no pictures this time, just observations
First, Happy Father’s Day, Dad! Thanks for all you do, raising me up, teaching me responsibility, blah blah blah (Don’t worry folks, we’re facetiming later this weekend :))
Second, some observations on Fathers:
I’ve heard many a statistic suggest a fatherless home leads to a fatherless home in the next generation. If dad wasn’t present, then the son doesn’t know what a good father looks like; thus, if the son ever becomes a father himself, he is more likely to exit the picture.
This phenomenon rings true for the families surrounding the monastery. Most fathers are absent (some making the occasional appearance when/if it would somehow personally benefit him), and few of the remaining males have cared about being good role models. In my limited knowledge base (once again, just firsthand experience and stories gleaned while in Africa), I’ve noticed the following:
-The male children are typically the ones you have to look out for. Stories of skipping school, not showing up when promised, underage drinking, and displaying an overall lack of responsibility are far more frequent among the sons than the daughters.
-Over the years, the males of each generation tend to repeat this pattern of neglect. It doesn’t surprise me that the males who have gone of the wagon (so the speak) have fathers who went off the wagon long ago.
This brings me to school on Friday:
Students spent the morning making father’s day cards. The teachers explained you can give it to any father figure in your life.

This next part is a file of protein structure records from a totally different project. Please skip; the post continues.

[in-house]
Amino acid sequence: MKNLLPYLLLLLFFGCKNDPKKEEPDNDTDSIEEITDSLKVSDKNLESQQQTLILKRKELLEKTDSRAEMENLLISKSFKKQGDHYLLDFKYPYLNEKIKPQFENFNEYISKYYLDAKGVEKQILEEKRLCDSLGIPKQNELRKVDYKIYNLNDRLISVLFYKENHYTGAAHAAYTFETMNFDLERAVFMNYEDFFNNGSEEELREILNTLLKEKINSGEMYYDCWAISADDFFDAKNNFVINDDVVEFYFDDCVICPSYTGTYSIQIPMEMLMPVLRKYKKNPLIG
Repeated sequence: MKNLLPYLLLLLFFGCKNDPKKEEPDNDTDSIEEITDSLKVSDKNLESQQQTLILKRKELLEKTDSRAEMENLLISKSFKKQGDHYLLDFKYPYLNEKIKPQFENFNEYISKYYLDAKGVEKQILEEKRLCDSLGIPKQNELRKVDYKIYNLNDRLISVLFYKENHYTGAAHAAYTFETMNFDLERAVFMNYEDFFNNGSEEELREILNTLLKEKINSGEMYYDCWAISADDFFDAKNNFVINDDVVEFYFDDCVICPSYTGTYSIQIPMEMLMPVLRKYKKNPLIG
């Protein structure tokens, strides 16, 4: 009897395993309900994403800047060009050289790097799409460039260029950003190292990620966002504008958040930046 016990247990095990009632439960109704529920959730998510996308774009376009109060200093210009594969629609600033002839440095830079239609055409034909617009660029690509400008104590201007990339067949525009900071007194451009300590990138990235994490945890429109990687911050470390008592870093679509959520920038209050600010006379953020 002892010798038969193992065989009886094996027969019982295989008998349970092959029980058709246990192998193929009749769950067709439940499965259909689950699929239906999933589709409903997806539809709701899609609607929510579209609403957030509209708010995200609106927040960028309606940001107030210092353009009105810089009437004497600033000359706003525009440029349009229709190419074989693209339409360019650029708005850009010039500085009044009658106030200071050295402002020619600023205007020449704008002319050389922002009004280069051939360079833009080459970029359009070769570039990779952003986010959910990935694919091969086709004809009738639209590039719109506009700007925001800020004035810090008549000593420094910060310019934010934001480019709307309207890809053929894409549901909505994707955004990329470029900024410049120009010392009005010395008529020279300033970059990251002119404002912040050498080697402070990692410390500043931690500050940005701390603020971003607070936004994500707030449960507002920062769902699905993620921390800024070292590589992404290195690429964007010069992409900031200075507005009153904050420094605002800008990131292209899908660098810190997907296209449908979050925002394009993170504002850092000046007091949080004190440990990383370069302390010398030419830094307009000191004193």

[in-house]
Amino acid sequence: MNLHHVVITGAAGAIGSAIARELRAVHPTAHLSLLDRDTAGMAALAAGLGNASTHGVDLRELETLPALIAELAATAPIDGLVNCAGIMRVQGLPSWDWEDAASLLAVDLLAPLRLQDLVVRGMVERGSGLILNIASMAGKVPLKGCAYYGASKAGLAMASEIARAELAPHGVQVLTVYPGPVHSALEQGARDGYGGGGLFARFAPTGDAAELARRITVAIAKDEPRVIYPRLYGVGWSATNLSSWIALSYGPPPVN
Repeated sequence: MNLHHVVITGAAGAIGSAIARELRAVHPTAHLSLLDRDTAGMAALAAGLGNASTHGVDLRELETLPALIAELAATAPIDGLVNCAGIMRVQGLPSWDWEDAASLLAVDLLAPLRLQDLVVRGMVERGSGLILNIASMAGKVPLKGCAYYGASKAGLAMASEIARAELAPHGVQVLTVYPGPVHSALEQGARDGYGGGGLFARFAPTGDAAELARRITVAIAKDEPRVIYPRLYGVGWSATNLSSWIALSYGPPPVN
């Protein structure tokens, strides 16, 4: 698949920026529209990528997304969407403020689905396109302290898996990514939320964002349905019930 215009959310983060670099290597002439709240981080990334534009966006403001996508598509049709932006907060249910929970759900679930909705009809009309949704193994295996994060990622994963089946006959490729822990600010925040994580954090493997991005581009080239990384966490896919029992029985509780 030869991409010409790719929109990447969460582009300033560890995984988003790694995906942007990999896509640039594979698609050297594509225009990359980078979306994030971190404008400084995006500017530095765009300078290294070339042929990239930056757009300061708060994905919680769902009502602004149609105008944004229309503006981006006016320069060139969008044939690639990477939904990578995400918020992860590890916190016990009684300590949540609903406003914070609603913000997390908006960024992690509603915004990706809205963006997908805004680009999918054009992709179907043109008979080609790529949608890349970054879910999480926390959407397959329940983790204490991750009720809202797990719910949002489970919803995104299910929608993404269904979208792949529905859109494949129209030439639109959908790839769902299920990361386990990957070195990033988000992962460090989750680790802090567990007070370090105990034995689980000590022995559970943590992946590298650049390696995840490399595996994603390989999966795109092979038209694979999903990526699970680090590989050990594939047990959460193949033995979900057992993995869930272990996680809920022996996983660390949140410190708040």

I’m pretty sure only 3 students live with their biological father, and I didn’t really know what to expect when we started making cards. For the most part, it was like any other craft project, although a few unique moments stand out:
-Several children approached me after writing “Happy Father’s Day!!!”, seemingly unsure what to do next. I suggested they draw their fathers, and they eventually drew various other relatives.
-When I asked a child what her father’s name was (I initially debated asking this question to anyone), she replied with “S____”, which is her last name. I asked about his first name, to which she sheepishly smiled and covered her face.
-As they finished, some children handed in the cards like they would an assignment. When I said they can give it to their fathers, one child asked “…why?”
Our head teacher thinks our children have a right to know their fathers, that it is important to their self-identity. I would elaborate by saying the children have a right to positive role models in their lives -female and male. To use a simplified expression, sometimes we don’t realize our potential until we see what others accomplished before us. These role models can significantly impact our life -for better or for worse.
At present, these families have a stellar legacy among the women of keeping the family together and raising them no matter the odds. The males leave a lot to be desired.
edit: The following quote nicely synthesizes my thoughts on this: “Experts say that even when a child has all the
basics such as food, shelter, and education, a positive male role model is
still essential for creating a well-rounded human being” -from Father's Day for some, should be for many. by ENCA
- ▼ 2013 (25)